From her new perch on the U.S. House Armed Services Committee, at the end of last week, U.S. Rep. Stephanie Murphy, D-Fla., announced she plans to bring out a bill “to disqualify participants in the violent assault on the United States Capitol and members of the conspiracy movement QAnon from obtaining or maintaining a federal security clearance, which an individual must possess in order to hold a national security position and to access classified information.”
The congresswoman, who served at the Pentagon during President George W. Bush’s administration offered some of the details of the “Security Clearance Improvement Act” on Friday.
“Before individuals can obtain a security clearance to work for or with the federal government, they are subject to a rigorous background investigation,” the congresswoman’s office noted. “This typically involves completing the Standard Form 86 (SF-86) questionnaire and undergoing an interview process. The purpose of the background investigation—or re-investigation, in the case of an individual who already holds a security clearance—is to examine the individual’s behavior, activities, and associations” in order to determine whether the individual is “reliable, trustworthy, of good conduct and character, and loyal to the U.S.’”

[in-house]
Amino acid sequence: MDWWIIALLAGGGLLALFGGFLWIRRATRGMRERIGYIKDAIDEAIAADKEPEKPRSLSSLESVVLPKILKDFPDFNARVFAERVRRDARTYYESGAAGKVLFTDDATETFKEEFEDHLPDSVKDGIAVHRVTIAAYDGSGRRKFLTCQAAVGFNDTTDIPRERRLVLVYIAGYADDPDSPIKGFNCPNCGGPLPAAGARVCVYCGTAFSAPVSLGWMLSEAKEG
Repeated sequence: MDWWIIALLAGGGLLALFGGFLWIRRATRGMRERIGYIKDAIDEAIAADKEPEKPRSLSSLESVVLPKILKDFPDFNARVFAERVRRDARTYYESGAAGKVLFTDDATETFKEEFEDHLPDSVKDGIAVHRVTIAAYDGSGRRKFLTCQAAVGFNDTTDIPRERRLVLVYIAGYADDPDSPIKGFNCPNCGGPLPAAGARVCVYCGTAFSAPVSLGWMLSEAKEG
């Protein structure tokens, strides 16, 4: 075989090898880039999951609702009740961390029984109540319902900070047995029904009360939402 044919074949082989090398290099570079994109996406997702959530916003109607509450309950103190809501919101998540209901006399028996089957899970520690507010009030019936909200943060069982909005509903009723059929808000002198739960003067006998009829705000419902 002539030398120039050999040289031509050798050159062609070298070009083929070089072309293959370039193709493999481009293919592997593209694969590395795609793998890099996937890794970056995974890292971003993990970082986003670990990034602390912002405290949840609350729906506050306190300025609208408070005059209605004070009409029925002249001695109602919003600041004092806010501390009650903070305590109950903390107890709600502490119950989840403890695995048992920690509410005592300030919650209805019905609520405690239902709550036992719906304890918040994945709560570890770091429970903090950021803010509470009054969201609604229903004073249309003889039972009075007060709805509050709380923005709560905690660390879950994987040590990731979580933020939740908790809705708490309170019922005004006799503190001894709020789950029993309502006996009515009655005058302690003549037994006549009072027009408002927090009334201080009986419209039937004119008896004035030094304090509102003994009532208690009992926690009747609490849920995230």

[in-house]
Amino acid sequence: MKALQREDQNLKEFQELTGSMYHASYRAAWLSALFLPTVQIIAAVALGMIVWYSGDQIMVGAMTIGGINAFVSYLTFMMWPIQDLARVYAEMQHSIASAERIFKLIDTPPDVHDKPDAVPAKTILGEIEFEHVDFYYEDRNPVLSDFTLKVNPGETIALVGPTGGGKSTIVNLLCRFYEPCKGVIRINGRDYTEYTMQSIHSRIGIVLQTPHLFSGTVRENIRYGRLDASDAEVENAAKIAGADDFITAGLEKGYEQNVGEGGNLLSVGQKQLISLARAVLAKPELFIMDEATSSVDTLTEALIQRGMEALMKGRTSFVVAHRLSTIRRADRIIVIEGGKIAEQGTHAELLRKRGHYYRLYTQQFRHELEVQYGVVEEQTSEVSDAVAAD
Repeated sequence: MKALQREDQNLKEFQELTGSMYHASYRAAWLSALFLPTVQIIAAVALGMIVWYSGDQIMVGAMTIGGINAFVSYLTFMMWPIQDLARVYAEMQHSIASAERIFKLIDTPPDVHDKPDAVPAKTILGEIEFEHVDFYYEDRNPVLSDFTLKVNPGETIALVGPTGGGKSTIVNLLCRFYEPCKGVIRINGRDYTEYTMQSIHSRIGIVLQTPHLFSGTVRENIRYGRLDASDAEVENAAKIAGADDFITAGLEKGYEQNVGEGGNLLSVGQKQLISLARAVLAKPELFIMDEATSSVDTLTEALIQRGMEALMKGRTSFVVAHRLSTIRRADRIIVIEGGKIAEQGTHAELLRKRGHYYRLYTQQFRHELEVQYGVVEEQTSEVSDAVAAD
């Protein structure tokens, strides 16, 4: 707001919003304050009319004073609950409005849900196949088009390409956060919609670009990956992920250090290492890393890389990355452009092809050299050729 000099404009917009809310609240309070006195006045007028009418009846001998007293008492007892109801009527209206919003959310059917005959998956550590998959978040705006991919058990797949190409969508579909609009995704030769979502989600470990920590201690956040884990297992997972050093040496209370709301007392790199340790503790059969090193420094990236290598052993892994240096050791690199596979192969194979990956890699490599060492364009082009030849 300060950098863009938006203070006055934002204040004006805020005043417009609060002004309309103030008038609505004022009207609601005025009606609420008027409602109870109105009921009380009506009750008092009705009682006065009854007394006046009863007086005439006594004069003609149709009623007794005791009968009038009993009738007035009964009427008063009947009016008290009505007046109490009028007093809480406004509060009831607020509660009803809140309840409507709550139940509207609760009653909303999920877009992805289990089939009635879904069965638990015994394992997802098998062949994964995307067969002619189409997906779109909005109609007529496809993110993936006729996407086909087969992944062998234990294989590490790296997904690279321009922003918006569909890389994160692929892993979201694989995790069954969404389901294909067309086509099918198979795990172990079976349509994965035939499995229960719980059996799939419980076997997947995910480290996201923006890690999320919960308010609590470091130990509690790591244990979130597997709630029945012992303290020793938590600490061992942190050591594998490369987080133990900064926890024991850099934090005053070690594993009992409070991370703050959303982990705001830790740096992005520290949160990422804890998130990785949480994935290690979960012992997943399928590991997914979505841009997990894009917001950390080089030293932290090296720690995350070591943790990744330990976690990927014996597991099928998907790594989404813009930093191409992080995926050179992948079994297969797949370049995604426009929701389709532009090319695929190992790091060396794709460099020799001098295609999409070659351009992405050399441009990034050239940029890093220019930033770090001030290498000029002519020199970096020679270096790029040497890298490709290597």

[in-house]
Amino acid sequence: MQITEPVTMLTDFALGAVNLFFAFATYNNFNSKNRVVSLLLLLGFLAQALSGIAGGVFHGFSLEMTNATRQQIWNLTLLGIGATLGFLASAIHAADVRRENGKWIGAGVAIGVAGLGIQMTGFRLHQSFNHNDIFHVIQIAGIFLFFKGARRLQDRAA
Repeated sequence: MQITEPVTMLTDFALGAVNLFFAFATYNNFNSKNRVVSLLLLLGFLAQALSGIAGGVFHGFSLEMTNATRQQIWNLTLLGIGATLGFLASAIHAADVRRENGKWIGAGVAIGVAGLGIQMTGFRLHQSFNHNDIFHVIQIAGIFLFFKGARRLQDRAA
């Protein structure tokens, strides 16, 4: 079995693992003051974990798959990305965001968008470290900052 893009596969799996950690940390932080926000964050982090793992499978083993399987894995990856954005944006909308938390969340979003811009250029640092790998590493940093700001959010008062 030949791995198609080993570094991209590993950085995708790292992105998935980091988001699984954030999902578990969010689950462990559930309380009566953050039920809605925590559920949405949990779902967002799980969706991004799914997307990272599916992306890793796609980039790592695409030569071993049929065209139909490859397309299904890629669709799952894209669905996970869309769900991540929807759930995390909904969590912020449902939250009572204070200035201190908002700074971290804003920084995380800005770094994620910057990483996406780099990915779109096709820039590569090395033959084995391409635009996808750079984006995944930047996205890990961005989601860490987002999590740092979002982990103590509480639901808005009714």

Murphy’s bill would have the U.S. Office of Personnel Management (OPM) ask applicants “whether they have ever been a member of, associated with, or knowingly engaged in activities conducted by an organization or movement—like QAnon—that spreads conspiracy theories and false information about the U.S. government.”
Murphy’s bill would also ask applicants if they took part in the “Stop the Steal” rally two weeks ago which became a violent mob of supporters of President Donald Trump that stormed the Capitol, leading to the death of five people including a Capitol police officer.
The congresswoman said the attack on the Capitol was one of the reasons she is bringing out the bill.
“Any individual who participated in the assault on the Capitol or who is a member of the conspiracy movement QAnon should be required to disclose this fact when applying to obtain or maintain a federal security clearance,” said Murphy on Friday. “It is highly unlikely that such an individual will be found by investigators to have shown the conduct, character, and loyalty to the United States that is a prerequisite to holding a national security position and viewing classified information.”
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